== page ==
• Driver’s license and copies of drivers licenses for all people that may drive during your trip.
  • Proof of rabies vaccination for pets. We were never asked for this.
  • Make sure that you review the list of items that cannot cross the border into Mexico or that need to be declared. This can include big things such as guns, ammo, and drugs. This is very serious, the second time we crossed one of our friends RV got searched and they found a stray bullet that my friend didn’t know was in the back of his dresser. He almost got arrested and it was a very traumatic experience. It can also include small things such as house plants, certain types of foods like fresh fruits, raw meat, or certain seeds, and excessive amounts of alcohol. We even had friends that were charged a very expensive importation tax for having an uninstalled solar panel in their RV.
  • Pesos– Some people preorder Pesos before they cross the border. We have never done this. We usually stop at the bank in San Felipe, Loreto, or in La Paz to get them as we make the trek down.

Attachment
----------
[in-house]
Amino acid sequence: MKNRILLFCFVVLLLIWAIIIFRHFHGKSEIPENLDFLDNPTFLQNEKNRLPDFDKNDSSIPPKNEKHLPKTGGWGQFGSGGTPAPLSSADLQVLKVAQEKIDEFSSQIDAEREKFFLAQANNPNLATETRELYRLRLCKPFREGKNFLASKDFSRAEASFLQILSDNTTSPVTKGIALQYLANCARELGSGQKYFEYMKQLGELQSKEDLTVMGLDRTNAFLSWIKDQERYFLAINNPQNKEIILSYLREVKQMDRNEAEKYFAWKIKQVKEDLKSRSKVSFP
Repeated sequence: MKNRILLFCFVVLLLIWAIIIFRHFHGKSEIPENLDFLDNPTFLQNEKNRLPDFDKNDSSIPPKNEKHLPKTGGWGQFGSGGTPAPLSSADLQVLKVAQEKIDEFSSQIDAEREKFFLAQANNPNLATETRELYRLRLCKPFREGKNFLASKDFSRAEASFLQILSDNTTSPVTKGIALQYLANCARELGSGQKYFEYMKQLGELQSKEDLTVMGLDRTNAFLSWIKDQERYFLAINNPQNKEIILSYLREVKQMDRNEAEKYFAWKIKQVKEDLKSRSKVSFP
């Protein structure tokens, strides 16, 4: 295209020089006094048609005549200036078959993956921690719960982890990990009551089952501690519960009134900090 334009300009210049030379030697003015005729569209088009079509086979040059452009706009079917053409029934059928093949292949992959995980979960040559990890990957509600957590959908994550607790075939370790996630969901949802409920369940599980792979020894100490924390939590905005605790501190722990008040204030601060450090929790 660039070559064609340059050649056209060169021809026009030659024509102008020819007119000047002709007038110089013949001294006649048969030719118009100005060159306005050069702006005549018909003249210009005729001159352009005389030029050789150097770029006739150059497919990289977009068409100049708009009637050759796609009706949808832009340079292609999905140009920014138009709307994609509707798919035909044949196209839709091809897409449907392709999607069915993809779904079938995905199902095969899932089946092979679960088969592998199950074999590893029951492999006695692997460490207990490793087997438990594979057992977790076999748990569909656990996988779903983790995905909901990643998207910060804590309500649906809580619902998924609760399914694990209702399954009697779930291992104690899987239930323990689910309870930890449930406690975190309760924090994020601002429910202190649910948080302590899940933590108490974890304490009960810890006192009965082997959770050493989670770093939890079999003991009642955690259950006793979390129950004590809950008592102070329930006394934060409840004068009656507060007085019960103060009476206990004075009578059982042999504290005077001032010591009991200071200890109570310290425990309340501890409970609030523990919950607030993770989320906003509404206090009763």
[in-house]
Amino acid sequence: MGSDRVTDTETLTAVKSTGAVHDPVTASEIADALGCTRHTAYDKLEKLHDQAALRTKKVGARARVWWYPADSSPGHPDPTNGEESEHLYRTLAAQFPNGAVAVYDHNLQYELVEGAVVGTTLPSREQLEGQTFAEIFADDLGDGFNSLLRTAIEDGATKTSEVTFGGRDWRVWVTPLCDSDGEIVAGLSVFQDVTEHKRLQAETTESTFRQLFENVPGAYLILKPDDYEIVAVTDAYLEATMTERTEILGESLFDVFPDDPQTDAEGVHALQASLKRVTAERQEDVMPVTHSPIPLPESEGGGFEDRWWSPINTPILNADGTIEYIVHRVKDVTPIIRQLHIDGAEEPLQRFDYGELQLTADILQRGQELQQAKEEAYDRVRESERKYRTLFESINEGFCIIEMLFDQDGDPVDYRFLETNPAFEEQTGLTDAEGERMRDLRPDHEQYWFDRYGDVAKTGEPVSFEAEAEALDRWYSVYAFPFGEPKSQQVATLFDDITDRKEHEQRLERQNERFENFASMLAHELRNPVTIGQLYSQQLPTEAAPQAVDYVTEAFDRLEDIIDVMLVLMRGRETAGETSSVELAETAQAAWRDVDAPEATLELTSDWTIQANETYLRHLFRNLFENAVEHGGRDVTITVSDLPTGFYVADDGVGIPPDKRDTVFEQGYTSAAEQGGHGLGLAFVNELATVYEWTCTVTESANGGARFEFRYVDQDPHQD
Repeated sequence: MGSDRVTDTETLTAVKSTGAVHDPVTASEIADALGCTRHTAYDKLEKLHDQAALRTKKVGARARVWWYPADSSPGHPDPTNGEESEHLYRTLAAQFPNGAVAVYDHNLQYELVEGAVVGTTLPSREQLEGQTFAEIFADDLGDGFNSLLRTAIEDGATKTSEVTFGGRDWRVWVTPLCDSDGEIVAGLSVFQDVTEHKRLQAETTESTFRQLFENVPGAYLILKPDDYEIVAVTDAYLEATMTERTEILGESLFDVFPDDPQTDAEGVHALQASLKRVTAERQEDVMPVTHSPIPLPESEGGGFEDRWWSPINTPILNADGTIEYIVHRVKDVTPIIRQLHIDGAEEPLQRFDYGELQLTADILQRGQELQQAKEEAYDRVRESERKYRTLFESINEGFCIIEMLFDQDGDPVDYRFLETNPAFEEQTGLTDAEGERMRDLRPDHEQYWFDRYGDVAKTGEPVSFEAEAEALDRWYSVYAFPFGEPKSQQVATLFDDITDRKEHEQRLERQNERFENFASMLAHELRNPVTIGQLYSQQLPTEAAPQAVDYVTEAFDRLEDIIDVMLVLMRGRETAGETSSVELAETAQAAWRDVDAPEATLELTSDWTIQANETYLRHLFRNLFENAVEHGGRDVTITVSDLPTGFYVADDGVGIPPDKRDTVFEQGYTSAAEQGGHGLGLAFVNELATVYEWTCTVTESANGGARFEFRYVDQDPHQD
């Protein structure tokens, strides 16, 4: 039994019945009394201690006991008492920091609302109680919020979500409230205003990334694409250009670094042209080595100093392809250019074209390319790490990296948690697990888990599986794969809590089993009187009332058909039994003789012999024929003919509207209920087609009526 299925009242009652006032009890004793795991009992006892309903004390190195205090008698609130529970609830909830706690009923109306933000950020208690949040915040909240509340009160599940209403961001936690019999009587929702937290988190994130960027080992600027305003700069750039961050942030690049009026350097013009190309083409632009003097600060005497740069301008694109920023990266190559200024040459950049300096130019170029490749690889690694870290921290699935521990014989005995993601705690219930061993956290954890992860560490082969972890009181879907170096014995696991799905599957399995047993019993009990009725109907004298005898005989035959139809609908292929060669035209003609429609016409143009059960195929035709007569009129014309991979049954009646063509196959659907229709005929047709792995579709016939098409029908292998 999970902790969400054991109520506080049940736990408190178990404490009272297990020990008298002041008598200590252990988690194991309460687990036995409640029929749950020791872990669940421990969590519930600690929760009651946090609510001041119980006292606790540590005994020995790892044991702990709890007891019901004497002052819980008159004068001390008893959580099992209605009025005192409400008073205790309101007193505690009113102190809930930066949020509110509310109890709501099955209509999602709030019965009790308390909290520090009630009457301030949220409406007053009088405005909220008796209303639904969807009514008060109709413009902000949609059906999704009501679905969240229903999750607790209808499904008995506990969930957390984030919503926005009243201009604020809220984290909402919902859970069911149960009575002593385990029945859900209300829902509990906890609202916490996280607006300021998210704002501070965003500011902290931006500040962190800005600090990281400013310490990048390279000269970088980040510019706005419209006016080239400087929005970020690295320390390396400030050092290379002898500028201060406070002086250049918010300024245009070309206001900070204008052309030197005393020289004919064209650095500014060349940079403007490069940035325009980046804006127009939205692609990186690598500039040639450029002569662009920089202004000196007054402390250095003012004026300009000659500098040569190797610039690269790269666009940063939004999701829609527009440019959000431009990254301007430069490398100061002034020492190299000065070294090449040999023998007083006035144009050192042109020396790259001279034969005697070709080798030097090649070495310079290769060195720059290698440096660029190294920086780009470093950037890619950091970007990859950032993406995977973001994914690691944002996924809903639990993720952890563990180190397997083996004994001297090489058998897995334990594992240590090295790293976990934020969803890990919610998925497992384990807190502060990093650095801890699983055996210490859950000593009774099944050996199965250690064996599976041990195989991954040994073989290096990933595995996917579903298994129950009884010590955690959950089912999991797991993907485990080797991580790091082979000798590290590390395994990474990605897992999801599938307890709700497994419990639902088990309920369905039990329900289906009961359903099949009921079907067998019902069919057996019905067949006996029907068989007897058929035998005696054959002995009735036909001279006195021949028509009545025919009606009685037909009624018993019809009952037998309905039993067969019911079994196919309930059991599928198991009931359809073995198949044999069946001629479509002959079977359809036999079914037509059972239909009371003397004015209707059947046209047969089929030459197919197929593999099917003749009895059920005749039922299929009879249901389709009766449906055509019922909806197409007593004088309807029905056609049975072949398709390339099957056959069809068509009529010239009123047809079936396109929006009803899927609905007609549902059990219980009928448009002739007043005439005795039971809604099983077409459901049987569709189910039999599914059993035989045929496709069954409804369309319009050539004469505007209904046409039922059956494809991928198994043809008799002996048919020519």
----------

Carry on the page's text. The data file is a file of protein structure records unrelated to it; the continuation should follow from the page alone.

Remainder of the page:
Both years we crossed at the Mexicali East Border Crossing to go into Baja, Mexico and then back up to the United States. We try to cross as early as possible to avoid a wait, and this method has been successful as the wait time was less than 10 minutes both times. You will need to stay to the far right lanes with your rig and follow the direction of the agents. You will need to get out of your rig to go in the offie and get your FMM paperwork completed. We recommend having your paperwork all ready and easily accessible as the more prepared you are the smoother the process will likely be. For us, the agents just briefly peeked in our rig both times. The second time they did look in the refrigerator but not the freezer. We’ve have had friends in our party that didn’t even have to open their doors at all, and friends who have had their whole rig searched including the engine bay. This may be random, but the friends who had everything searched also couldn’t find their vehicle registration for their Jeep they were towing behind their Class A. To keep it safe, have everything ready to show and get out of there as soon as possible.